Reviewed by Patrick Cooper
I hope you’re sitting down, readers, because I have some bad news. The Haunting in Connecticut 2: Ghosts of Georgia does not take place in Connecticut at all. Nor is it about ghosts named Georgia. It takes place in the state of Georgia, which is often called the “Connecticut of the south,” I think. The good news is that this will inevitably lead to a 50+ film franchise covering all of the states and the commonwealth of Puerto Rico. QVC could even sell a giant, collector’s map of the U.S., like they did when the state quarters came out. That way fans could display their entire collection of The Haunting in Connecticut films, like Ghosts of North Dakota, which is often called the “Connecticut of the Dakotas,” I think. Unfortunately, the idea of this many Haunting films is scarier than anything you’ll find in Ghosts of Georgia.
The film is based on the true story of the Wyrick family, whose young daughter Heidi allegedly began seeing ghosts back in the late ‘80s. It all started when parents Lisa and Andy moved the family to a small house in rural GA. Shortly after, Heidi started seeing an elderly apparition she called “Gordy.” The parents shrugged it off as an imaginary friend until Heidi reported seeing another ghost. This second spirit was named “Con” and not as friendly as Gordy. She claimed Con was trying to kidnap her and when her folks did some investigative work on their new home, they found that it once belonged to a James Grody and Lon “Con” Batchelor – both men long since dead.
The film dramatizes these events and throws in a story about the Underground Railroad and an evil taxidermist. They also make the mother, played by Abigail Spencer (Mad Men), a medium struggling with her sixth sense. The ghost of her mother constantly haunts Lisa and she takes anti-psychotic pills to keep the visions at bay. When they move to the house in GA, Lisa’s literally bombarded with supernatural visions, so at first it seems like the movie is going to be all about her. Then it gradually shifts so that the daughter Heidi (Emily Alyn Lind) is the center of ghostly attention. Meanwhile, the dad Andy (Chad Michael Murray) is just trying to get the damn yard work done.
Katee Sackhoff (Starbuck from Battlestar Galactica) plays Joyce, Lisa’s older sister who moves into a trailer on the Wyrick’s property. She’s a medium too, but the ghosts don’t really seem that interested in her. When I say Lisa and Heidi are “bombarded” with visions, I’m not playing around. There are more jump scares in Ghosts of Georgia than I think I’ve ever seen in any horror film ever. They’re absolutely relentless. The tool is cheap to begin with, so the barrage of them in this film screams laziness and lack of artistry on the filmmakers’ part. Not even the naturally creepy atmosphere of GA’s deep, murky woods is utilized very well.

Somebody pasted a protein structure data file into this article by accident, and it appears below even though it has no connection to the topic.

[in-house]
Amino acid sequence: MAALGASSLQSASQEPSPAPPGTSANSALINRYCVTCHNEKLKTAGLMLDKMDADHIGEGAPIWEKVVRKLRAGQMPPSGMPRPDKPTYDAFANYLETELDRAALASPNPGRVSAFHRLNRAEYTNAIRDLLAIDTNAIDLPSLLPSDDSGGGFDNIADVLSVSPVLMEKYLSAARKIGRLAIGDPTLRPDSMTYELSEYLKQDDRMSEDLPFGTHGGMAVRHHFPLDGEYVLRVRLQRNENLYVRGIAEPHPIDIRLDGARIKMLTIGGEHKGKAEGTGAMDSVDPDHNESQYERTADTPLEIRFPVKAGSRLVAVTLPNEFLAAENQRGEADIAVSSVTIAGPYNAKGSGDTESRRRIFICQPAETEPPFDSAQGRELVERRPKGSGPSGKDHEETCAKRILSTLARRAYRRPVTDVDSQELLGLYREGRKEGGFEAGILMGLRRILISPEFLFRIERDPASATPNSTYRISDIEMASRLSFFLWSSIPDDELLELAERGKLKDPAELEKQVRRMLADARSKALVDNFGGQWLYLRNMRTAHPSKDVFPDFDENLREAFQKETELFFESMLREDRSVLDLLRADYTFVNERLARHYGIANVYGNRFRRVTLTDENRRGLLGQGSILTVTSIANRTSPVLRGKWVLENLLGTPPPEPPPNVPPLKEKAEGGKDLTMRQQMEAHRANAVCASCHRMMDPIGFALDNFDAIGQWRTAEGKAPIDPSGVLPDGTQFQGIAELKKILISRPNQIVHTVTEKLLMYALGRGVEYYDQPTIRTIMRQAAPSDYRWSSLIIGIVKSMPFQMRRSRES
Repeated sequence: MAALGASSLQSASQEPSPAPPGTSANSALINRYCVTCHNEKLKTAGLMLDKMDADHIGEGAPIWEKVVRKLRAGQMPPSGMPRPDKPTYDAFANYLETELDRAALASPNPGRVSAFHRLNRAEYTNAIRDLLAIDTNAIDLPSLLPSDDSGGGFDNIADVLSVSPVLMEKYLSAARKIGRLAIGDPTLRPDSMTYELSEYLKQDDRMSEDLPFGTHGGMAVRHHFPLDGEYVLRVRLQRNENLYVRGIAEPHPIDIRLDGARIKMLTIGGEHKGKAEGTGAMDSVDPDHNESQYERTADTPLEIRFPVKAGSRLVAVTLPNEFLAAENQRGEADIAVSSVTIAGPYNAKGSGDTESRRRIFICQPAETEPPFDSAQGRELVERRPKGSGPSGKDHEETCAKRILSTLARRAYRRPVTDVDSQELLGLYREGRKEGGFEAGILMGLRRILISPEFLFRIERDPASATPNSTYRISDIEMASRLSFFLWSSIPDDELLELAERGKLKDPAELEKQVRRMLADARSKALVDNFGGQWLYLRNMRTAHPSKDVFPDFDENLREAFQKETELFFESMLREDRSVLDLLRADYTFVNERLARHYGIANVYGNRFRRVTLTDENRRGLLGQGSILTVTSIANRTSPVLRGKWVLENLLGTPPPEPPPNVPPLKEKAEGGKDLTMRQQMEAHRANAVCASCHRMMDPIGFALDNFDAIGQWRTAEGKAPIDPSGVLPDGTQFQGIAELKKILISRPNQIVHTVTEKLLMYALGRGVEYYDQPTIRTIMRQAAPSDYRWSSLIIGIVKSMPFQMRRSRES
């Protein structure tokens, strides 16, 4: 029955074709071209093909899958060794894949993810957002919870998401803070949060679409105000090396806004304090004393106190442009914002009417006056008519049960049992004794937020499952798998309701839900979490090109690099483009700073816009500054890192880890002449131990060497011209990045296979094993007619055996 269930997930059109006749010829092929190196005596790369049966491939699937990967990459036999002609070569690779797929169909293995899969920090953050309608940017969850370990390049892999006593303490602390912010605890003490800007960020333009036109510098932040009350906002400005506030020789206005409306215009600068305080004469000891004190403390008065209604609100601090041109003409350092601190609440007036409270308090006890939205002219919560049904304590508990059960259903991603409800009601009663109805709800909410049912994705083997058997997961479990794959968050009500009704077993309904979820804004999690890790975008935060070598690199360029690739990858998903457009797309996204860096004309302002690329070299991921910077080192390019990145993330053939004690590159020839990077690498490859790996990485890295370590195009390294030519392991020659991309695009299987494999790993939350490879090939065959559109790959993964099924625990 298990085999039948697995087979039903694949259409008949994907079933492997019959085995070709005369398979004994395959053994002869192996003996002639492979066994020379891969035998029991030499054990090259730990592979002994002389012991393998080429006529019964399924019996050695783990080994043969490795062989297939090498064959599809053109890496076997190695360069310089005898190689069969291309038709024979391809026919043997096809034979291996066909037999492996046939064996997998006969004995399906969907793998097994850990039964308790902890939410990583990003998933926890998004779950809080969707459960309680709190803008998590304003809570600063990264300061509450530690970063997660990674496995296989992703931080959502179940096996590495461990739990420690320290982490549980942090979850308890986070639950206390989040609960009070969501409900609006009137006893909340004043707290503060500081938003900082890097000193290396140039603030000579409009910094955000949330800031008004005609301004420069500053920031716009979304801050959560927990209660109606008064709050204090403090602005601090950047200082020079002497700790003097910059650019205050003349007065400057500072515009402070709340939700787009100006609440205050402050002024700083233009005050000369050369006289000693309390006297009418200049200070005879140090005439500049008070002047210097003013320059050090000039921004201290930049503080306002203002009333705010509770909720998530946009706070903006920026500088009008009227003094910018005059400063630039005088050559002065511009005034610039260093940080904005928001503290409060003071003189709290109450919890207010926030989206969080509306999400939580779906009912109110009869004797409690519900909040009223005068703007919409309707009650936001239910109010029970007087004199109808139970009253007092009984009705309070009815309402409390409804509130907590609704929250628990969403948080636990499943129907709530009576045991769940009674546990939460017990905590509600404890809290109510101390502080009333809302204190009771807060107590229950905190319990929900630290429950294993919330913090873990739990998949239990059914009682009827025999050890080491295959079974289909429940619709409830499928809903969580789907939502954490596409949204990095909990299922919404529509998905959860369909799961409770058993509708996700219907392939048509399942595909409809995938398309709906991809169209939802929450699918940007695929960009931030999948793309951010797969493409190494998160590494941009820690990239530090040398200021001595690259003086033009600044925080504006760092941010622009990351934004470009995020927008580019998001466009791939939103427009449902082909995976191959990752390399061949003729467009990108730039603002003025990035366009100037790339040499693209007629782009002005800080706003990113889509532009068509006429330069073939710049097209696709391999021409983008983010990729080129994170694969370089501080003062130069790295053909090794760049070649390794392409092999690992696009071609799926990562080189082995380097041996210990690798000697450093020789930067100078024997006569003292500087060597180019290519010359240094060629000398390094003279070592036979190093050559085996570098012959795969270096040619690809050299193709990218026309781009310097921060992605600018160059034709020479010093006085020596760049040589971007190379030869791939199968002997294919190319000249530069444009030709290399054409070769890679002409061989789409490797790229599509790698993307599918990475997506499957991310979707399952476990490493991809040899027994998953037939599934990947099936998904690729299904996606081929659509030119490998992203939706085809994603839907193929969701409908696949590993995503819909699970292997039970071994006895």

Speaking of “tool,” when did ghosts all look like extras in a Tool video? So many apparitions in Hollywood horror films nowadays are monochrome and move in a jittery-spastic manner. I first remember seeing a ghost like that in 1999’s House on Haunted Hill and it’s been like an epidemic ever since.
The cast does the best they can with the script, which must have been littered everywhere with “jump scare” notes. Katee Sackhoff, who’s been doing a lot of voice work since BSG ended, is the definite highlight. She’s just naturally magnetic and brings some much-needed intensity to even the quieter scenes in the film. Chad Michael Murray is great at looking confused all of the time and Abigail Spencer is perfectly fine in a role that doesn’t require much more than acting scared and concerned.
This is Tom Elkins first film as a director. He’s got an impressive lineup of editing credits under his belt (Wanted, The Da Vinci Code, and the first Haunting in Connecticut), but it feels like he struggled here to balance the formulaic story and the scares. When the film starts to delve into the history of the Wyrick home, it starts to fumble the spooky bits. And when it’s simply barraging its audience with jump scares, who really gives a shit about a convoluted story about a taxidermist and some slaves that went missing on his property anyway.
People who actually dug the film can revel in this nicely packaged Blu-ray from Lionsgate.
Ghosts of Georgia is presented in 1080p in 2.39:1 with DTS-HD Master Audio 5.1. The high definition presentation looks better than average, with lots of strong contrast and detail. The lossless audio track is nicely immersive, especially during scenes in the woods.
Audio Commentary with Director Tom Elkins, Writer David Coogeshall, and Co-Producer Brad Kessell: I feel bad being so harsh on the film because after listening to the commentary track, it’s clear that these three men believe they made a masterpiece. It’s like they’re watching a different movie.
“Seeing Ghosts: The True Story of the Wyricks”: This 10-minute feature looks at the real Wyrick family and their experiences in GA. They’re a sincere buncha people and I feel bad their legacy will forever be attached to this lousy flick.
Deleted Scenes with Optional Director Commentary: This is nearly 20 minutes of alternate scenes. 20 MINUTES!
Bloopers: Katee Sackhoff seems drunk all of the time.
Trailers for part one and two.
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